hello everybody... in the rooms have little information paper, where they can put his phone. then in phone look questions... what you need what you want and do you like...during the stay guest write what he want and what he not like. we try to solve his problem during the his stay...

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    We have a communal dining area and roof terrace where our guests tend to appear now and then. If we see them there we always greet them and ask if everything is alright. Asking where they went the previous day or if they are doing anything interesting today can have two results:

    1) The 'I like to be left alone' guest - body language such as smiling and returning your greeting but followed by studying their phone or moving to the furthest table away means they like their space. Don't bug them, but always smile and greet - just drop the questions.

    2) The 'I want to show you my 150 photos on my phone' guest - the complete opposite to the above. This guest seeks you out and asks umpteen questions, wants to know your life history and wants you to know theirs. By all means have a long conversation, but don't blur the position by being their best friends. A friendly helpful host remains the host and they remain the guest. I generally will accept a glass of wine if pushed and then excuse myself rather than stay the night emptying a few bottles. 

    These of course are the extremes - most guests are in the middle somewhere. The main thing is that when a guest leaves they feel you acknowledged their presence, assisted them when they asked, found you always to be approachable but never such that they do a runner when they see you approaching.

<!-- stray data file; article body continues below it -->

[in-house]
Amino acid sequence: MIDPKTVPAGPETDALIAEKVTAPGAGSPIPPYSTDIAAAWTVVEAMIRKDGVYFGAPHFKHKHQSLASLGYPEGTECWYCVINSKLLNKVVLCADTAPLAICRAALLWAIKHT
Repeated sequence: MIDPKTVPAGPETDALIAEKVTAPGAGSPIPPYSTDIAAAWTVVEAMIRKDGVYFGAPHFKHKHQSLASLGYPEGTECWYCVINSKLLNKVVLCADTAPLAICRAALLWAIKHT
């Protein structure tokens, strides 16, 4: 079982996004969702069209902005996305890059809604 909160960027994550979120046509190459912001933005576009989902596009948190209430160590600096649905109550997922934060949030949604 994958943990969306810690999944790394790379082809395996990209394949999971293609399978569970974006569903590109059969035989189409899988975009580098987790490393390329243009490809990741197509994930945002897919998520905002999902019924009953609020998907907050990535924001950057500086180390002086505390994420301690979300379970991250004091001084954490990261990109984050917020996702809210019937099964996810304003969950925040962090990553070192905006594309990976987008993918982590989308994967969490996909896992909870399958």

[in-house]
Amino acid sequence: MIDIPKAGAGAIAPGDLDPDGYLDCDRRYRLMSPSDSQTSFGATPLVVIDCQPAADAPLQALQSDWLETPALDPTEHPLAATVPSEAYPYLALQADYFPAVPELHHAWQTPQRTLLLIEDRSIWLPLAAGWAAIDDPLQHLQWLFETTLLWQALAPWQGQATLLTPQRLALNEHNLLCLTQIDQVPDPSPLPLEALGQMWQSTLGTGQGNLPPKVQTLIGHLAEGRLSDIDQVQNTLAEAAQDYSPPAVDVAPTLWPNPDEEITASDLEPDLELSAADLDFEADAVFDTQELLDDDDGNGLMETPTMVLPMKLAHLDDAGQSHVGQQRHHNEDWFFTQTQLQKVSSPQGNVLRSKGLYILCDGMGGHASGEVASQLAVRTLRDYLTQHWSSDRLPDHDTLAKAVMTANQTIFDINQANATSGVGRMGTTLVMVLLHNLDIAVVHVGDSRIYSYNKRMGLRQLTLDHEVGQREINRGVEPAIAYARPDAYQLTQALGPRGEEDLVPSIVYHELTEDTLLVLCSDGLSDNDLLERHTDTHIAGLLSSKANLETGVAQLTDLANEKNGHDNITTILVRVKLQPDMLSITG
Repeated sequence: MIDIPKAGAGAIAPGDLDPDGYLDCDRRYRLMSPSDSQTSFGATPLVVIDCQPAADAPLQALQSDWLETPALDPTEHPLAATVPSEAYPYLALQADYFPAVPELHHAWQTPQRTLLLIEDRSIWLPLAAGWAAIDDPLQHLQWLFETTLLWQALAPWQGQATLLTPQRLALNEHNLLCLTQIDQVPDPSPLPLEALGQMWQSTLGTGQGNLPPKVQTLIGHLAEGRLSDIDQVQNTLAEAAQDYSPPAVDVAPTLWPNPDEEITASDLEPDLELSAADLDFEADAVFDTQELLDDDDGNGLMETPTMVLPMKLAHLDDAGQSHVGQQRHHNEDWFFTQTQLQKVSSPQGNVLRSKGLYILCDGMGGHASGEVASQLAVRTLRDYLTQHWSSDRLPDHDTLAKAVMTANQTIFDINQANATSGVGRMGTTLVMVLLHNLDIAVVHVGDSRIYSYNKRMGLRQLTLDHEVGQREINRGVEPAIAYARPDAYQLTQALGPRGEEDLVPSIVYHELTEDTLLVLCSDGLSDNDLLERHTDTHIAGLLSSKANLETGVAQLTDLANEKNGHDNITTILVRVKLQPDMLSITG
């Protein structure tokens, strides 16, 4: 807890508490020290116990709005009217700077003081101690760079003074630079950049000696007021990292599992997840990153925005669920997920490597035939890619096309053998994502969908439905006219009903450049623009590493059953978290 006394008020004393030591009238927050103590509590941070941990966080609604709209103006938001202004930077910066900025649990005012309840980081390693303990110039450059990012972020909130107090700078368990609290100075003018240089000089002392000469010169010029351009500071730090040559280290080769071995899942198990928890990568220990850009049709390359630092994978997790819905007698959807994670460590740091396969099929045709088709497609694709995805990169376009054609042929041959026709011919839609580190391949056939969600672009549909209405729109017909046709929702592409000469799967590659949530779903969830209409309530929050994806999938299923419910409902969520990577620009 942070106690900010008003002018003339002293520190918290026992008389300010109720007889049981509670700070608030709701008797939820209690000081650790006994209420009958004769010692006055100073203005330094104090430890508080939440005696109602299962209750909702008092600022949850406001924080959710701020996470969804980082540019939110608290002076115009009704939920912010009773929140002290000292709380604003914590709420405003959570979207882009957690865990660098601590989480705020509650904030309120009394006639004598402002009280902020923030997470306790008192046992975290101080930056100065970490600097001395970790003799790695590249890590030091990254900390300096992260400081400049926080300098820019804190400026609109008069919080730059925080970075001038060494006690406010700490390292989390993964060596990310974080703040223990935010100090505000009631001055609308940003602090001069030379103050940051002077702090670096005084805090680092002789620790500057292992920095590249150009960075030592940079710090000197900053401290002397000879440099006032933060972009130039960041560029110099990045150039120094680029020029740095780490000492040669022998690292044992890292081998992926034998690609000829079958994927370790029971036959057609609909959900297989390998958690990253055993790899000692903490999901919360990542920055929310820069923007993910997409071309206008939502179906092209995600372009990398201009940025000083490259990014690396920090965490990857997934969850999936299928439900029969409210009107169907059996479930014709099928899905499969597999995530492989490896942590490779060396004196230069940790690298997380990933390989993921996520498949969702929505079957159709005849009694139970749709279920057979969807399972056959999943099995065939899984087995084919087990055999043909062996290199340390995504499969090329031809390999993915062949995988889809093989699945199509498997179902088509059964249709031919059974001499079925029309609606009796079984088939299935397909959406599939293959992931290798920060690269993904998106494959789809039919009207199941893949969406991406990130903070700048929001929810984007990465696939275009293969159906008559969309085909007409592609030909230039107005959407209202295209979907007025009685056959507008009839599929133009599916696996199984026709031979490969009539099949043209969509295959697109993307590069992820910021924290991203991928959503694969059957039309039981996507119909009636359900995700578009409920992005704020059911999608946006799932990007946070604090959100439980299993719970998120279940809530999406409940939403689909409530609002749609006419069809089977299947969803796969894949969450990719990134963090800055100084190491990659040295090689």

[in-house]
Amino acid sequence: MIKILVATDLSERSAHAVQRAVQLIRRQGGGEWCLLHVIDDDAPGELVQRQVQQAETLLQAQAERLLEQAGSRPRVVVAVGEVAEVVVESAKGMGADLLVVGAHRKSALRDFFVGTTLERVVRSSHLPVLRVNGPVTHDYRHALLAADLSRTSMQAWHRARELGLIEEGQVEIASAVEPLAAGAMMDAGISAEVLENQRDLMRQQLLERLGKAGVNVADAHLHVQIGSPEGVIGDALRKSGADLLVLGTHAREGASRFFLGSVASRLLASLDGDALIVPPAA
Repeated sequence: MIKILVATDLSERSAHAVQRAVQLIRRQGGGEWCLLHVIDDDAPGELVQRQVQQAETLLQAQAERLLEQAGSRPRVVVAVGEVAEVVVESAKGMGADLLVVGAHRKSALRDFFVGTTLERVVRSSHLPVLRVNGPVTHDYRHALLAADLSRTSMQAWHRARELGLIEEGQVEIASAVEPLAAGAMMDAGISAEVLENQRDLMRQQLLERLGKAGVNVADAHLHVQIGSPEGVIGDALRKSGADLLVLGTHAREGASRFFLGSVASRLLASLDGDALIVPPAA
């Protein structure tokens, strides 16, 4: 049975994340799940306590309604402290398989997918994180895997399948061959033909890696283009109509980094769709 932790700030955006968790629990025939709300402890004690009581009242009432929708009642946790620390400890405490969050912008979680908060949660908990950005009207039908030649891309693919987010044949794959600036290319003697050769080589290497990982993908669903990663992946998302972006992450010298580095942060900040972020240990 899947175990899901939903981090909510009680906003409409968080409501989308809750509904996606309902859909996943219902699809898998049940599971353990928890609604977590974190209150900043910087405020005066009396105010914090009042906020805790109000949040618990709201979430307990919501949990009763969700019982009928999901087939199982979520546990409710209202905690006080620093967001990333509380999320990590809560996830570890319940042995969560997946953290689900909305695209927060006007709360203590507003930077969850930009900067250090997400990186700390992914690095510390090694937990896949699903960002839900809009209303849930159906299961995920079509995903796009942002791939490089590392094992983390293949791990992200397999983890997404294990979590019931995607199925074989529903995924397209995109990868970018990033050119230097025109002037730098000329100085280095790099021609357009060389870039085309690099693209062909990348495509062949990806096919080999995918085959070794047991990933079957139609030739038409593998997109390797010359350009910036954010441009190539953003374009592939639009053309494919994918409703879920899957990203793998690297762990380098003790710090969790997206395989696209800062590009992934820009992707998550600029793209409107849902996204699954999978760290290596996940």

Top tip: NEVER discuss a guest with another guest. It is bad form and the guest may wonder if you discuss them with the other guests too! We extend this to our cleaning staff too - they are never to discuss guests with each other. We had a cleaner with a booming voice who came to me in the communal kitchen to announce with disgust that Room 23 never takes a shower. The guest was seated in the kitchen but fortunately did not understand Maltese! 

    I would like to add that we actually live in the accommodation so we have installed a service bell with a green sign saying "We are in - please ring for service" , this can be flipped to a red sign which reads "Sorry - we are out. For emergencies phone ........".  We explain this on arrival - the third is the sign removed which means we have gone to bed - always gets a laugh and no-one rings when the sign is down.

    This is a useful way for us to be summoned whilst we are in to assist guests with booking tours, buying wine or water, asking for additional pillows or a blanket, to book transfer to the airport or to report a light bulb that has blown etc.

    In short - we are always on hand if the guest needs us and we always come down stairs to answer their summons with a smile.